By Michaela Parker, MOTR/L | Intermountain Occupational Therapist
Just as your child needs food throughout the course of the day, he or she needs sensory input spread out over the whole day as well. A “sensory diet” is a carefully designed, personalized activity plan that provides the sensory input a person needs to stay focused and organized throughout the day. In the same way that you tap your foot or chew gum to stay awake or soak in a hot tub to unwind, children need to engage in stabilizing, focusing activities, too. Children with mild to severe sensory issues can all benefit from a personalized sensory diet. A sensory diet should be customized for an individual child, but usually, the plan includes what’s to be done during the morning and bedtime routines, meals, and major transitions throughout the day. This is built into his routine, which allows for sensory “snacks” throughout the day that keep him feeling regulated and content in his body. Sensory snacks can including anything from hand clapping to five minutes in a quiet space with low lighting.
Over the years, I have heard parents share what does and doesn’t work for their kids. An example: Six-year-old John is always on the move. He loves to swing, spin, and will engage in rough play whenever possible. But what he does not love is loose fitting clothing, noisy environments, and bright lights. In fact, those situations will likely send John into unsoothable tantrums and a ruined day. His teacher is concerned as he seems unable to appropriately play with peers at school, and cannot function in the cafeteria without covering his ears. How do we find what works for John? How do we help him feel comfortable in everyday life activities?
John has a unique set of sensory needs. Generally, a child whose nervous system is causing him to be hyperactive needs more calming input, while the child who is more underactive or sluggish needs more stimulation. More than likely, he needs different kinds of sensory input in different situations, like we all do. Before he goes outside for recess, John’s teacher discovered that if she allows him five minutes of “heavy work,” such as wall push-ups, stacking chairs, or carrying books for her, he appears more regulated and less likely to play aggressively with his peers. Heavy work provides deep, proprioceptive input to John’s body which results in a calmer state of being. In other words, it works much like a good hug! And during lunch time, he is now given the option to wear ear buds discreetly connected to his iPod (kept in his pocket) to mute the background noise that caused him anxiety each day.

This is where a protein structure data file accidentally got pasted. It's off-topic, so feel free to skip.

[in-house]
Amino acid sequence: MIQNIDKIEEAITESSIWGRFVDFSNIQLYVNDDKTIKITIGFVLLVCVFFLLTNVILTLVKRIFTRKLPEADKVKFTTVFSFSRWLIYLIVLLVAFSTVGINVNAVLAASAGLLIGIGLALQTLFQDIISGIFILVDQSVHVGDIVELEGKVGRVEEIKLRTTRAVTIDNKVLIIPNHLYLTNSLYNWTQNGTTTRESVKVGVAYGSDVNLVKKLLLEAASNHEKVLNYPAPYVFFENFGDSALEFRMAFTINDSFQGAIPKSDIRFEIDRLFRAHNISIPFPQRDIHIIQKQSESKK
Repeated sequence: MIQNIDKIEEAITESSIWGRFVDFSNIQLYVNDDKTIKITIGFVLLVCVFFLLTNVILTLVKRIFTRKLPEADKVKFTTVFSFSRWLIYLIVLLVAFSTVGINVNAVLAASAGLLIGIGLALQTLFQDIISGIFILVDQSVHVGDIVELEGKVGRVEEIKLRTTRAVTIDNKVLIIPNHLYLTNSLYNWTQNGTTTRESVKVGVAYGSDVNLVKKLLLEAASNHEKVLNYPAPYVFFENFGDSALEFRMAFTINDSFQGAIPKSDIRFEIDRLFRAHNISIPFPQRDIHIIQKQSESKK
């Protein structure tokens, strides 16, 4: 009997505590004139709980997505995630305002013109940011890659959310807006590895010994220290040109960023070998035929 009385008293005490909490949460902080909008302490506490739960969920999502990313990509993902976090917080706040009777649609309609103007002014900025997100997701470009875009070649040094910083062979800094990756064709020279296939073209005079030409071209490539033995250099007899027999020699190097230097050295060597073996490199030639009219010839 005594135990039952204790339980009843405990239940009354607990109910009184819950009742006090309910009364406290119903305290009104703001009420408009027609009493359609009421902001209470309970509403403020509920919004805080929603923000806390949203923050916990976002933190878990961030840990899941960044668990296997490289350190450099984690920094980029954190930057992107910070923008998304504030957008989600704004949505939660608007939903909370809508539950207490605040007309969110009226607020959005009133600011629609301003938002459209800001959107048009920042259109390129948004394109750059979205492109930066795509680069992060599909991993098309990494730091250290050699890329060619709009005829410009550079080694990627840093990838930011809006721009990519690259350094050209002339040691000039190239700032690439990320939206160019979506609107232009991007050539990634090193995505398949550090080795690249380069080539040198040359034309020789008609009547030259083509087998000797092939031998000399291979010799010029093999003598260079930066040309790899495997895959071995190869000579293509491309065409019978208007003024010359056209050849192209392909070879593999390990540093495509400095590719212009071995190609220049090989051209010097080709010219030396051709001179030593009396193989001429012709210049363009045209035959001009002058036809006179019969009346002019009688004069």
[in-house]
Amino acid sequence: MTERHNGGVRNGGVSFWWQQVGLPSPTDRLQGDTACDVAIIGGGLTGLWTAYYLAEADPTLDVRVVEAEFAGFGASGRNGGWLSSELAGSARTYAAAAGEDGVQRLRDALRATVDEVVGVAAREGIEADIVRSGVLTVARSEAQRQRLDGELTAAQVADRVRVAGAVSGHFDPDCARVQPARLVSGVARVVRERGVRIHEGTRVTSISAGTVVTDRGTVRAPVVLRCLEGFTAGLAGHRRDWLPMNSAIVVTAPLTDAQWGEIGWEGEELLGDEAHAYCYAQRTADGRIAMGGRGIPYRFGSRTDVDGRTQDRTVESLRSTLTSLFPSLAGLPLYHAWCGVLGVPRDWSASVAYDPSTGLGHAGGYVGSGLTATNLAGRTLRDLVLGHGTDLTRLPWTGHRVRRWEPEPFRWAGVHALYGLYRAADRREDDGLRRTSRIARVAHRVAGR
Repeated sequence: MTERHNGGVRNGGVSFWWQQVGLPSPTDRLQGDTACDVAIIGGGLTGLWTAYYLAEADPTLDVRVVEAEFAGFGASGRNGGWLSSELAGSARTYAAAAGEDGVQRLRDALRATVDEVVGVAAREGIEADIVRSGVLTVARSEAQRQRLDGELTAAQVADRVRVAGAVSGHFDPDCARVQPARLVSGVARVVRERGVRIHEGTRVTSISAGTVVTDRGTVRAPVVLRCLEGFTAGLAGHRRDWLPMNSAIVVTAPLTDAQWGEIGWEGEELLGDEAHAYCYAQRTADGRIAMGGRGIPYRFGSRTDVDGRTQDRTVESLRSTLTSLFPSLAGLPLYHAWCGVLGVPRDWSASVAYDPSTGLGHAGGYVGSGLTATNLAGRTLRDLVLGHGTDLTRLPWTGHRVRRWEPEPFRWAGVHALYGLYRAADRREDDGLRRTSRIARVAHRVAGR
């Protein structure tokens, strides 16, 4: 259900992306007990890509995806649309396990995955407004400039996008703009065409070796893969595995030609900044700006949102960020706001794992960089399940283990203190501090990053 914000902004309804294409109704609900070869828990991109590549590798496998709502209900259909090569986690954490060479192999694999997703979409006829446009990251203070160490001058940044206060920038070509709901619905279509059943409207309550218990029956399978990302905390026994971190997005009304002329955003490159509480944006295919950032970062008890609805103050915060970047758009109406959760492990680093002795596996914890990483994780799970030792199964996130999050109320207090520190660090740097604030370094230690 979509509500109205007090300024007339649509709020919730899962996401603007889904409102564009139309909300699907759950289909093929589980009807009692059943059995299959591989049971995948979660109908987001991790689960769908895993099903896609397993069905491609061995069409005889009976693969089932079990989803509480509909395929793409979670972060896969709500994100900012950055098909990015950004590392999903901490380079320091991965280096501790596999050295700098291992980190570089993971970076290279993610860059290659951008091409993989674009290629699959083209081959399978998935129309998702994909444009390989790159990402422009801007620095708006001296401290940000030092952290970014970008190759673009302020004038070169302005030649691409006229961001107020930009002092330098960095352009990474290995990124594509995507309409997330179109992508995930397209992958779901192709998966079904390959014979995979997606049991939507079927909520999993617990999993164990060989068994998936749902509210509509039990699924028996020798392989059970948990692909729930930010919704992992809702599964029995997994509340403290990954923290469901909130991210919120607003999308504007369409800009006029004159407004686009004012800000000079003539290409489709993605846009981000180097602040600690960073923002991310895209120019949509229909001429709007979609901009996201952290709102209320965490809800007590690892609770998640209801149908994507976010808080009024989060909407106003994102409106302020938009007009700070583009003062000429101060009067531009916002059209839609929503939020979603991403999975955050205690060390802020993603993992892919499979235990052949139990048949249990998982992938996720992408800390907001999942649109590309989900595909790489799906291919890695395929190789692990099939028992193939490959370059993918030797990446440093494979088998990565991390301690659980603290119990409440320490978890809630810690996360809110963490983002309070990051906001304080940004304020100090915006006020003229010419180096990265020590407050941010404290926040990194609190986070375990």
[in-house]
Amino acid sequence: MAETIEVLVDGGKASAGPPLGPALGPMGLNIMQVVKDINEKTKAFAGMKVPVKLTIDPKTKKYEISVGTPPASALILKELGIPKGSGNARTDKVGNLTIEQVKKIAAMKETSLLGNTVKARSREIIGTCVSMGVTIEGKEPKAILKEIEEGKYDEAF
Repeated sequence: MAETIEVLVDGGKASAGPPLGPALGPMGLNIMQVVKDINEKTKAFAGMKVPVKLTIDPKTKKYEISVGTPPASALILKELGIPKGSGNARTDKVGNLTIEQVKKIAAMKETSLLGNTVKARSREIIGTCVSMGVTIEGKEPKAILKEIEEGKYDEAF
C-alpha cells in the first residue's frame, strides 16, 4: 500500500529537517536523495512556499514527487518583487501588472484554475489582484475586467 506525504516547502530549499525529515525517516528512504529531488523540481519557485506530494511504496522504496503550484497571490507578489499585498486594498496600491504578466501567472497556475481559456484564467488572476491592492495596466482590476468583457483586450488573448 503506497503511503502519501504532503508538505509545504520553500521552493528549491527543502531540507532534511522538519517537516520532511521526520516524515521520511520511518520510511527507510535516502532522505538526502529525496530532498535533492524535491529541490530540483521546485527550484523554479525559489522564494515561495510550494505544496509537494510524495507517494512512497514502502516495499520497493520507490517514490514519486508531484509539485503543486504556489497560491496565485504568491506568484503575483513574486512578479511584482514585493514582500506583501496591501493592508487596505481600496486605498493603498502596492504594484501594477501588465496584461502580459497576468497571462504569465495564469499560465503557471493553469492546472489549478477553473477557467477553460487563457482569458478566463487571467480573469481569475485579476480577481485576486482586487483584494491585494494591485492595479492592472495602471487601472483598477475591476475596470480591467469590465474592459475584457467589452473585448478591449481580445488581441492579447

In these kinds of cases, an occupational therapist (OT) can use his/her advanced training and evaluation skills to develop a good, custom sensory diet for a child with sensory processing difficulties. These difficulties can present themselves as problems with behavior, but it is important to address what is triggering the behavior. You know how hard it is to reason with a child in the midst of a tantrum. You also can’t reason with a highly anxious, sensory defensive child until his anxiety subsides. An OT can provide techniques such as slow breathing, deep pressure, affirmations, (“I am feeling calmer. I’m okay.”), and visualizations to deal with the psychological response. In this way, you teach your child self-regulation skills. The goal is for the child to feel focused and alert throughout the day, experience good self-regulation of mood and energy, and demonstrate smooth transitions from one activity to another.
Occupational therapy practice is designed to promote health and wellness so the client can lead a more independent and meaningful life. In our work at Intermountain, occupational therapists address a variety of skill sets that are important for children to have in everyday life. A few examples include fine motor coordination and dexterity for academic work, social skills necessary for positive relationships, and sensory processing awareness in order to engage with world without fear or hesitation. This program is offered to address the need for more holistic treatment, in the family’s home environment.
Through collaboration, observation, and continual conversations, caregivers and therapists can discover what works for their children. We are thrilled to have the opportunity to connect with families on this level and provide successful solutions for a healthy community. At Intermountain, growing in service is integrated into our work daily.
*Parker is a pediatric occupational therapist at Intermountain and works with Sara Schweitzer, Occupational Therapist and Lisa Sommers, Occupational Therapy Assistant, in the Intermountain Community Services Clinic at 3240 Dredge Drive.